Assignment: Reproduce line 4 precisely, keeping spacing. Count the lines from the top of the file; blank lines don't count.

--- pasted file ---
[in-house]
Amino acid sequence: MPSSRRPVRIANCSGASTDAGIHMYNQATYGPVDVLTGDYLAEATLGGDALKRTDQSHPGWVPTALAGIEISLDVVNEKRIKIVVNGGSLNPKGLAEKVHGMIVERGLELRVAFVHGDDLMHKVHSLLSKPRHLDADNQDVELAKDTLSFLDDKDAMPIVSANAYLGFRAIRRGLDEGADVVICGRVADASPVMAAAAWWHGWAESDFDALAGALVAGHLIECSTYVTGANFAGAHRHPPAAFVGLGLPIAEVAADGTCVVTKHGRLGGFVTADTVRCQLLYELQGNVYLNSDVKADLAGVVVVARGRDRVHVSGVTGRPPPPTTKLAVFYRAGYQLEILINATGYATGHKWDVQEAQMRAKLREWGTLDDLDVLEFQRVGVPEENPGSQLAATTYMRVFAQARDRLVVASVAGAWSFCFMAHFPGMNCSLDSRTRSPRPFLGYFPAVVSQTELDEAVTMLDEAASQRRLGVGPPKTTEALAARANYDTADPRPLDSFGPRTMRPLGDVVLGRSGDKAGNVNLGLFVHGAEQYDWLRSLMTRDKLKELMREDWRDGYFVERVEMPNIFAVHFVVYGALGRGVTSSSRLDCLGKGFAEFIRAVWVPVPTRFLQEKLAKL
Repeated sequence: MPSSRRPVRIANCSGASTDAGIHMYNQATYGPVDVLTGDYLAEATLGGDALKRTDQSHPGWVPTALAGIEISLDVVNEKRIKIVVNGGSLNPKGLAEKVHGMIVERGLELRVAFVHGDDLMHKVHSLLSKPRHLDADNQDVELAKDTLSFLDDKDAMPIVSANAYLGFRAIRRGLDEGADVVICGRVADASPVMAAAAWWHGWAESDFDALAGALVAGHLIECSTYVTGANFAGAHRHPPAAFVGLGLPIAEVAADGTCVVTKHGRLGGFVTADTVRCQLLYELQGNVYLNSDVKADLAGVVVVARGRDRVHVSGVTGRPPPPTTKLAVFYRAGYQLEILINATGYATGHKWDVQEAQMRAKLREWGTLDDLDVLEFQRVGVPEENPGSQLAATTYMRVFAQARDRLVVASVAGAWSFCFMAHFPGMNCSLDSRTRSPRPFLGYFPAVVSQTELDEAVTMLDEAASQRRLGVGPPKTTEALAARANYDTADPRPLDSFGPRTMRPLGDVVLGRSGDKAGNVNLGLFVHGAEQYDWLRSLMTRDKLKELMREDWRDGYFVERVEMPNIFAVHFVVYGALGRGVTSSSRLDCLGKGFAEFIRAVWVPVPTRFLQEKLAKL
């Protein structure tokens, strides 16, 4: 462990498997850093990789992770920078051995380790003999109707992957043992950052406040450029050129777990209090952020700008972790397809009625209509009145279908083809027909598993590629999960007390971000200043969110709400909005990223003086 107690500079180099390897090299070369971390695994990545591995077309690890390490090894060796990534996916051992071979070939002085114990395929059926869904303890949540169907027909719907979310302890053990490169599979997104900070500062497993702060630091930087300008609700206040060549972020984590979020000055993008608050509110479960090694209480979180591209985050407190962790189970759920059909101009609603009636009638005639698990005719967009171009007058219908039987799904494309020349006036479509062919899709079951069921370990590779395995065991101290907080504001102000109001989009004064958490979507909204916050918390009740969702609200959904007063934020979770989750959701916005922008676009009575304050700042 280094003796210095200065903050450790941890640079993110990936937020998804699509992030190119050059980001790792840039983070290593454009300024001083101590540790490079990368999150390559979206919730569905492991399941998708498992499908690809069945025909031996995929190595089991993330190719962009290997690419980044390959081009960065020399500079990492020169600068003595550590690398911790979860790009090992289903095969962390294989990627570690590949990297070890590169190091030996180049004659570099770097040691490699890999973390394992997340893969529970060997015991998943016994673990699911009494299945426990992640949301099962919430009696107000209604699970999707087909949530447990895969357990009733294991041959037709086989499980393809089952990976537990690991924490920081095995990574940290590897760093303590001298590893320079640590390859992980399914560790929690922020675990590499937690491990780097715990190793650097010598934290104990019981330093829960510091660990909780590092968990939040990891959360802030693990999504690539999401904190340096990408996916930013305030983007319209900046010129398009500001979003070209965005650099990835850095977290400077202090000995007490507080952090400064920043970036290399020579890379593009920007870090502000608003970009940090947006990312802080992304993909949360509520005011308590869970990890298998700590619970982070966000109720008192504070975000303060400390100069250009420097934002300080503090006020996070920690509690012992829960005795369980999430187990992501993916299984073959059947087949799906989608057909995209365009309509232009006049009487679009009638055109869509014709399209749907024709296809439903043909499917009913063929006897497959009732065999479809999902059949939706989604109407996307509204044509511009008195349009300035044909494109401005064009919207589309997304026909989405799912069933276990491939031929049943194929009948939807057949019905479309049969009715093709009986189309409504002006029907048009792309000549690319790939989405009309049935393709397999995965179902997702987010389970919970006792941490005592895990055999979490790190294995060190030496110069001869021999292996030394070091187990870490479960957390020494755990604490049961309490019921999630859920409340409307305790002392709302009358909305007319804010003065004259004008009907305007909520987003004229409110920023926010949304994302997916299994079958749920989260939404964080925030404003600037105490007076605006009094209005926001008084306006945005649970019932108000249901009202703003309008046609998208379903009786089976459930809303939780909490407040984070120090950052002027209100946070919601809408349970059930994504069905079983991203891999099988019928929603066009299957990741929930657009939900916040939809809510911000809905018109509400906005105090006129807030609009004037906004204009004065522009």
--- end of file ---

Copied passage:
């Protein structure tokens, strides 16, 4: 462990498997850093990789992770920078051995380790003999109707992957043992950052406040450029050129777990209090952020700008972790397809009625209509009145279908083809027909598993590629999960007390971000200043969110709400909005990223003086 107690500079180099390897090299070369971390695994990545591995077309690890390490090894060796990534996916051992071979070939002085114990395929059926869904303890949540169907027909719907979310302890053990490169599979997104900070500062497993702060630091930087300008609700206040060549972020984590979020000055993008608050509110479960090694209480979180591209985050407190962790189970759920059909101009609603009636009638005639698990005719967009171009007058219908039987799904494309020349006036479509062919899709079951069921370990590779395995065991101290907080504001102000109001989009004064958490979507909204916050918390009740969702609200959904007063934020979770989750959701916005922008676009009575304050700042 280094003796210095200065903050450790941890640079993110990936937020998804699509992030190119050059980001790792840039983070290593454009300024001083101590540790490079990368999150390559979206919730569905492991399941998708498992499908690809069945025909031996995929190595089991993330190719962009290997690419980044390959081009960065020399500079990492020169600068003595550590690398911790979860790009090992289903095969962390294989990627570690590949990297070890590169190091030996180049004659570099770097040691490699890999973390394992997340893969529970060997015991998943016994673990699911009494299945426990992640949301099962919430009696107000209604699970999707087909949530447990895969357990009733294991041959037709086989499980393809089952990976537990690991924490920081095995990574940290590897760093303590001298590893320079640590390859992980399914560790929690922020675990590499937690491990780097715990190793650097010598934290104990019981330093829960510091660990909780590092968990939040990891959360802030693990999504690539999401904190340096990408996916930013305030983007319209900046010129398009500001979003070209965005650099990835850095977290400077202090000995007490507080952090400064920043970036290399020579890379593009920007870090502000608003970009940090947006990312802080992304993909949360509520005011308590869970990890298998700590619970982070966000109720008192504070975000303060400390100069250009420097934002300080503090006020996070920690509690012992829960005795369980999430187990992501993916299984073959059947087949799906989608057909995209365009309509232009006049009487679009009638055109869509014709399209749907024709296809439903043909499917009913063929006897497959009732065999479809999902059949939706989604109407996307509204044509511009008195349009300035044909494109401005064009919207589309997304026909989405799912069933276990491939031929049943194929009948939807057949019905479309049969009715093709009986189309409504002006029907048009792309000549690319790939989405009309049935393709397999995965179902997702987010389970919970006792941490005592895990055999979490790190294995060190030496110069001869021999292996030394070091187990870490479960957390020494755990604490049961309490019921999630859920409340409307305790002392709302009358909305007319804010003065004259004008009907305007909520987003004229409110920023926010949304994302997916299994079958749920989260939404964080925030404003600037105490007076605006009094209005926001008084306006945005649970019932108000249901009202703003309008046609998208379903009786089976459930809303939780909490407040984070120090950052002027209100946070919601809408349970059930994504069905079983991203891999099988019928929603066009299957990741929930657009939900916040939809809510911000809905018109509400906005105090006129807030609009004037906004204009004065522009």